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Factor Markets: Factor Demand

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1 Factor Markets: Factor Demand
AP Economics Mr. Bordelon

2 Factors of Production Land. Natural resources
Labor. Work done by human beings (for pay). Capital Physical capital. Manufactured productive resources such as equipment, buildings, tools, and machines (manmade resources). Human capital. Improvement in labor created by education and knowledge embodied in the workforce (knowledge and skills). Entrepreneurship. Risk-taking activities that bring together resources for innovative production.

3 Allocation of Resources
Factor markets are similar to product markets, which allocate goods among consumers. Key differences Derived demand. Demand for the factor is derived from demand for the firm’s output. Factor markets consist of the largest share of income for U.S. households. (Labor!)

4 Distribution of Income
Most Americans get most of their income in the form of wages and salary—think of it as income by selling labor. Other sources physical capital: ownership of stock in a company rent: payments on leased land profits Factor distribution of income. How total income of the economy is divided among labor, land, capital, and entrepreneurship.

5 Marginal Productivity and Factor Demand
Most factor markets in the U.S. economy are perfectly competitive. Why? Most buyers and sellers of factors are price-takers because they are too small relative to the market to do anything but accept market price. Labor: an individual alone can not influence wages effectively. Assumption: All firms are price-takers in their output markets, operating in perfect competition.

6 Value of the Marginal Product
Going back to the Joslyns’ Farm, this is the TP and MPL curve from earlier, with the MPL curve based on this table. Remember, the slope on both of these curves is caused by diminishing returns. Assume for a moment that workers are paid $200 each and wheat sells at $20 per bushel. How many workers should the Joslyns’ hire? AP Note: Get used to this question. It is your friend.

7 Value of the Marginal Product
First, use the production function to get TC and MC. Second, apply optimal output rule (MR = MC) and determine optimal output. Third, once optimal output is determined, go back to production function and find optimal number of workers (number of workers needed to produce optimal quantity of output).

8 Value of the Marginal Product
Joslyns are deciding whether to hire Shane. Increase in cost from employing another worker is the wage rate, W. The benefit to the Joslyns from employing Shane is the value of the extra output Shane can produce. This value of MPL is found by VMPL = (MPL)(P) (price of output).

9 Value of the Marginal Product
Whether the Joslyns hire Shane depends on whether the value of Shane’s output is more than Shane’s cost. VMPL > W: hire VMPL = W: hire, but stop after this VMPL < W: what are you, nuts? This is a bad idea.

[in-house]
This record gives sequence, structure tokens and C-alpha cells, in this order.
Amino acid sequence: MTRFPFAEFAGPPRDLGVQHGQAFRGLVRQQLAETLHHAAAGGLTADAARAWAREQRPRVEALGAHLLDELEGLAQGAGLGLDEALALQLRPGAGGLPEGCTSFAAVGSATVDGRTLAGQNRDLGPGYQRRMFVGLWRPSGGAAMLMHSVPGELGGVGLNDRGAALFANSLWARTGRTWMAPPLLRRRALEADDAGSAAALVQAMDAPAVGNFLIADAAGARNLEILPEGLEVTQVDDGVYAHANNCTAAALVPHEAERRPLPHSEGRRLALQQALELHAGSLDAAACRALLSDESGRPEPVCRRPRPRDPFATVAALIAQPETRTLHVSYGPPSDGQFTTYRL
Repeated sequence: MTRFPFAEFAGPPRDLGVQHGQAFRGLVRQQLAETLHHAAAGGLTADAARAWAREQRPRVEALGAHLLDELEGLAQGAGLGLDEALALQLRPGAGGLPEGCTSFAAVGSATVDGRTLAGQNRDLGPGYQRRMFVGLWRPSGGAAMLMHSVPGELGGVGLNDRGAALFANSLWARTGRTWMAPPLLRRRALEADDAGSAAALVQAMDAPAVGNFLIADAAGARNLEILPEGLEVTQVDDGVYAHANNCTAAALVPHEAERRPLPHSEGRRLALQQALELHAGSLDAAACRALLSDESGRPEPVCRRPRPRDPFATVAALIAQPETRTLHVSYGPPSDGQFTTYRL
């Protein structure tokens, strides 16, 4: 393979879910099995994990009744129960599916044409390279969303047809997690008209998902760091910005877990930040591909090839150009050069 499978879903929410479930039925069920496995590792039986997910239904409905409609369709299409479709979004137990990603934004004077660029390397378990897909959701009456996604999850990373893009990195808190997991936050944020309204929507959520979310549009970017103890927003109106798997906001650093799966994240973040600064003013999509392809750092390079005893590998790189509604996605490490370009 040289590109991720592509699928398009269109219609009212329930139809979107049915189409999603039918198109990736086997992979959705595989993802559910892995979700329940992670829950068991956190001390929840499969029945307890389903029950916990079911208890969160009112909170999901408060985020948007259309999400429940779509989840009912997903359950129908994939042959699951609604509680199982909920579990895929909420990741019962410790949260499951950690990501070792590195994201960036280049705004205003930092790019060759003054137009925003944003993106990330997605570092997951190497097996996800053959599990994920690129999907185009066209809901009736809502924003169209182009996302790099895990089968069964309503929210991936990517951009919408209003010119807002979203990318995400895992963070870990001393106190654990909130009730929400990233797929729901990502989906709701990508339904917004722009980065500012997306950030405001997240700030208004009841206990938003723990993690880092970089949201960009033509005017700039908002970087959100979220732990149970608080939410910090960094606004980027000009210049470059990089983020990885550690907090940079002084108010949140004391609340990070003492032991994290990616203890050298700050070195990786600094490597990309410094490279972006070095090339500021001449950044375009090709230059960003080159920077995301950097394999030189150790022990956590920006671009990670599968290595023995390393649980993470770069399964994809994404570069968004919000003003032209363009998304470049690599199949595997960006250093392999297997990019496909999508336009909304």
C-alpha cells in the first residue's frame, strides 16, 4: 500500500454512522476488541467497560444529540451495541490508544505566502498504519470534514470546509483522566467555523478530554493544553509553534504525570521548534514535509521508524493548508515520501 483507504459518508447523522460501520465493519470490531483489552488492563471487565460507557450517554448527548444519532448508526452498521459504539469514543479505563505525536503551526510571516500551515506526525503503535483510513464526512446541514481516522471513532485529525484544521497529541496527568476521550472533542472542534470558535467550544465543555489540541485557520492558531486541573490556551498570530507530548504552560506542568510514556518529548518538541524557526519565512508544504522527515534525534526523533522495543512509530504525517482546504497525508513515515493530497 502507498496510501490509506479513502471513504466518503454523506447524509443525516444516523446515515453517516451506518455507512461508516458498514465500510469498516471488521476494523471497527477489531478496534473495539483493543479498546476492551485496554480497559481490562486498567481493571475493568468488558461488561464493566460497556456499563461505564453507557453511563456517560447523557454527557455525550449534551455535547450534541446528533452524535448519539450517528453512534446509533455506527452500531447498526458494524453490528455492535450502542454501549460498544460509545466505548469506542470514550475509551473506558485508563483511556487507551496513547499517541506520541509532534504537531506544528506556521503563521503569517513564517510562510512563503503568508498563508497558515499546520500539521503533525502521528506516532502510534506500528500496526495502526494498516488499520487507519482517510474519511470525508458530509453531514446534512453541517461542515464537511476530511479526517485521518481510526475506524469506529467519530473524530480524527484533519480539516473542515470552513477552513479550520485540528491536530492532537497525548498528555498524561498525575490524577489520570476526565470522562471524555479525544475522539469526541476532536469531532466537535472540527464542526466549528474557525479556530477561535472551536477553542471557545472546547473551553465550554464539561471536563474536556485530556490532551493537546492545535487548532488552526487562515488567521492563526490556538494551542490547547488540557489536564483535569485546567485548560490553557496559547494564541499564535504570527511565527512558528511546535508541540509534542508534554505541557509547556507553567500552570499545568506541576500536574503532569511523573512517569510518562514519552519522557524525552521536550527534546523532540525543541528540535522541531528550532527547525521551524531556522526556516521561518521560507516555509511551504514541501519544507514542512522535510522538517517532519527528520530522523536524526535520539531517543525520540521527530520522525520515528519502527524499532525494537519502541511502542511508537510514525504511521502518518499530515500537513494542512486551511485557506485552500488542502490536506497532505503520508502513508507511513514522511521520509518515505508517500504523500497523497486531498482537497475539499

10 Value of the Marginal Product
Marginal decisions require making the best choice, equating marginal benefit with marginal cost. If not equal, continue to hire until MC of one more unit would exceed marginal benefit. For the Joslyn’s to maximize profit, they will employ workers up to where VMPL = W

11 Value of Marginal Product
Key point: This rule applies to all factors of production, not just labor (though most commonly tested). Value of MP for all factors is (MP)(P). Profit-maximizing firms will add more units of each factor until the value of MP of the last unit is equal to factor’s price.

12 Value of Marginal Product
A profit-maximizing firm will choose the level of output at which the price of the good produced equals the MC of producing that good. Key point: If level of output is chosen so that P = MC (perfect competition), then it is also true that with the amount of labor required to produce that output level, then VMPL = W.

13 Value of MP and Factor Demand
This curve is the VMP curve of labor. Again, it will slope downward because of diminishing marginal returns. Joslyns will hire workers until VMPL = W. Here, the wage rate is $200. Stupid question: How many workers will the Joslyns’ employ to meet optimal output?

14 Value of MP and Factor Demand
If you said 5, you get a cookie. A special sweet carob-filled vegan cookie from Chantal’s kitchen. Serious, Chantal. We want the cookies. Bring them to us tomorrow.

15 Value of MP and Factor Demand
Key point: VMPL curve is individual firm’s labor demand curve. Key point: Firm’s value of MP curve for all factors of production is that firm’s individual demand curve for that factor of production. In other words, what Tyler said earlier about making a similar analysis for each factor is correct. Which means he gets two cookies from Chantal.

16 Shifts of Factor Demand Curve
Changes in the price of goods. If the price of the good that is produced with a factor changes, so will the value of the MP of the factor. For labor, if P changes, VMPL will change at any given level of employment. Changes in supply of other factors (inputs). If more land or capital becomes available (or scarce), you can expect the factor demand curve to shift. Changes in technology. Technology will typically increase demand for a given factor because it reduces costs and raises the MP of the factor.

17 Shifts of Factor Demand Curve
In these graphs, notice that only the derived demand for labor (individual firm’s demand for labor) shifted, BUT NOT the market wage rate. Wages can remain the same and you’d still see a shift in the demand for factor as appropriate. The cost of the factor can remain the same without it shifting the curve.

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